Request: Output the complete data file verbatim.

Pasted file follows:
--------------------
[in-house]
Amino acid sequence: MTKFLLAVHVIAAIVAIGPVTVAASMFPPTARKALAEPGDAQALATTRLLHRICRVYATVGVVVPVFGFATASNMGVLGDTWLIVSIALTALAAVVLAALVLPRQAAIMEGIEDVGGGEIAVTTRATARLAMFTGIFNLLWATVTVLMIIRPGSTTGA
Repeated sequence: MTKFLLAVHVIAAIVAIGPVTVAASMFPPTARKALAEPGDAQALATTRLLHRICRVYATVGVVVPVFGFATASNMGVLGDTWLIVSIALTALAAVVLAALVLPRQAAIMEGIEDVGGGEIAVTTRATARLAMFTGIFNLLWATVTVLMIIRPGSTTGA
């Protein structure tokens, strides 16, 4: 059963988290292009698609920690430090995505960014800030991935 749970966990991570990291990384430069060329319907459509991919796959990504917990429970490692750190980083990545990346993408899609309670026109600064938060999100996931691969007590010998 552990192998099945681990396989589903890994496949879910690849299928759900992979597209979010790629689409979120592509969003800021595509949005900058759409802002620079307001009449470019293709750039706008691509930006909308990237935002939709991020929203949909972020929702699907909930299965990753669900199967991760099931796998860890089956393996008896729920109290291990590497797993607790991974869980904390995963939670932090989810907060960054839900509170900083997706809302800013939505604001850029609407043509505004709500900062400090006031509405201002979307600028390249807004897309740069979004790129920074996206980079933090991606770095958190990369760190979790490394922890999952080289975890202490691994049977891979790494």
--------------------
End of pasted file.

[in-house]
Amino acid sequence: MTKFLLAVHVIAAIVAIGPVTVAASMFPPTARKALAEPGDAQALATTRLLHRICRVYATVGVVVPVFGFATASNMGVLGDTWLIVSIALTALAAVVLAALVLPRQAAIMEGIEDVGGGEIAVTTRATARLAMFTGIFNLLWATVTVLMIIRPGSTTGA
Repeated sequence: MTKFLLAVHVIAAIVAIGPVTVAASMFPPTARKALAEPGDAQALATTRLLHRICRVYATVGVVVPVFGFATASNMGVLGDTWLIVSIALTALAAVVLAALVLPRQAAIMEGIEDVGGGEIAVTTRATARLAMFTGIFNLLWATVTVLMIIRPGSTTGA
């Protein structure tokens, strides 16, 4: 059963988290292009698609920690430090995505960014800030991935 749970966990991570990291990384430069060329319907459509991919796959990504917990429970490692750190980083990545990346993408899609309670026109600064938060999100996931691969007590010998 552990192998099945681990396989589903890994496949879910690849299928759900992979597209979010790629689409979120592509969003800021595509949005900058759409802002620079307001009449470019293709750039706008691509930006909308990237935002939709991020929203949909972020929702699907909930299965990753669900199967991760099931796998860890089956393996008896729920109290291990590497797993607790991974869980904390995963939670932090989810907060960054839900509170900083997706809302800013939505604001850029609407043509505004709500900062400090006031509405201002979307600028390249807004897309740069979004790129920074996206980079933090991606770095958190990369760190979790490394922890999952080289975890202490691994049977891979790494």